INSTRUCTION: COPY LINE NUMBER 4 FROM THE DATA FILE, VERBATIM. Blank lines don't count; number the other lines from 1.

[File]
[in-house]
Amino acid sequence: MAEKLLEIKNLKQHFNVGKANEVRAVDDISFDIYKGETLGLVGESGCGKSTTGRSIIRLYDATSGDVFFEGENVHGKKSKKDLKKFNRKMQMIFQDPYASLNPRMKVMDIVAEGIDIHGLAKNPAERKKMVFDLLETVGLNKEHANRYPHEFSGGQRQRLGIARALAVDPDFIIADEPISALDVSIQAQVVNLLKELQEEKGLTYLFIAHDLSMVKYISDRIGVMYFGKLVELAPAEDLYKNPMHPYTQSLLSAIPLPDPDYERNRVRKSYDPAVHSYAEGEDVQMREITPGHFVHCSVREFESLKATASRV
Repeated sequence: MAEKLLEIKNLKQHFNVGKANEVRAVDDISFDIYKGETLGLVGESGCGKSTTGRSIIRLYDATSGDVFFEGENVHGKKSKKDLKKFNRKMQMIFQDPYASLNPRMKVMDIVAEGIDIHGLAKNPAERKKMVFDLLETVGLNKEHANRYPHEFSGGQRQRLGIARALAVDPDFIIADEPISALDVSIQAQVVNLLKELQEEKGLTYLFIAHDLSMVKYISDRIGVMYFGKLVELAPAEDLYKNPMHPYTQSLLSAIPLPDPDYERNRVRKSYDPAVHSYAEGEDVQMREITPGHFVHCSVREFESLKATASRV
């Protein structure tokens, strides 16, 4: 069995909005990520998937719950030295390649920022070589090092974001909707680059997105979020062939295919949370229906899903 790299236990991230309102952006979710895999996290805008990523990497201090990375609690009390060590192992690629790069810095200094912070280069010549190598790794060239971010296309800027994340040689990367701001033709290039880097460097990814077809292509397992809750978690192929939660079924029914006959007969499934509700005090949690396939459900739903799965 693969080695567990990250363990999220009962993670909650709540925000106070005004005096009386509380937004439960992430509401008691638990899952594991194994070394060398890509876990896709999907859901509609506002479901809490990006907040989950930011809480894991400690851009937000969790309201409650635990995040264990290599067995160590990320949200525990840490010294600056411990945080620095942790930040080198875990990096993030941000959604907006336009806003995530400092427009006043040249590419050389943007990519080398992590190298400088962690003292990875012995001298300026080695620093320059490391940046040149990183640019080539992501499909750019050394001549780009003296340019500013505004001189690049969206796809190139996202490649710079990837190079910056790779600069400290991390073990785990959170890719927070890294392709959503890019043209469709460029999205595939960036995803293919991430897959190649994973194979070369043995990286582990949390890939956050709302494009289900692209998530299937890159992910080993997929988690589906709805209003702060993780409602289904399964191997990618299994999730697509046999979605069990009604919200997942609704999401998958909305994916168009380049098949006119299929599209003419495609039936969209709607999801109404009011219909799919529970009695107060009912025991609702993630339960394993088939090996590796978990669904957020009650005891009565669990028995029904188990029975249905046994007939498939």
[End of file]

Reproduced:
């Protein structure tokens, strides 16, 4: 069995909005990520998937719950030295390649920022070589090092974001909707680059997105979020062939295919949370229906899903 790299236990991230309102952006979710895999996290805008990523990497201090990375609690009390060590192992690629790069810095200094912070280069010549190598790794060239971010296309800027994340040689990367701001033709290039880097460097990814077809292509397992809750978690192929939660079924029914006959007969499934509700005090949690396939459900739903799965 693969080695567990990250363990999220009962993670909650709540925000106070005004005096009386509380937004439960992430509401008691638990899952594991194994070394060398890509876990896709999907859901509609506002479901809490990006907040989950930011809480894991400690851009937000969790309201409650635990995040264990290599067995160590990320949200525990840490010294600056411990945080620095942790930040080198875990990096993030941000959604907006336009806003995530400092427009006043040249590419050389943007990519080398992590190298400088962690003292990875012995001298300026080695620093320059490391940046040149990183640019080539992501499909750019050394001549780009003296340019500013505004001189690049969206796809190139996202490649710079990837190079910056790779600069400290991390073990785990959170890719927070890294392709959503890019043209469709460029999205595939960036995803293919991430897959190649994973194979070369043995990286582990949390890939956050709302494009289900692209998530299937890159992910080993997929988690589906709805209003702060993780409602289904399964191997990618299994999730697509046999979605069990009604919200997942609704999401998958909305994916168009380049098949006119299929599209003419495609039936969209709607999801109404009011219909799919529970009695107060009912025991609702993630339960394993088939090996590796978990669904957020009650005891009565669990028995029904188990029975249905046994007939498939």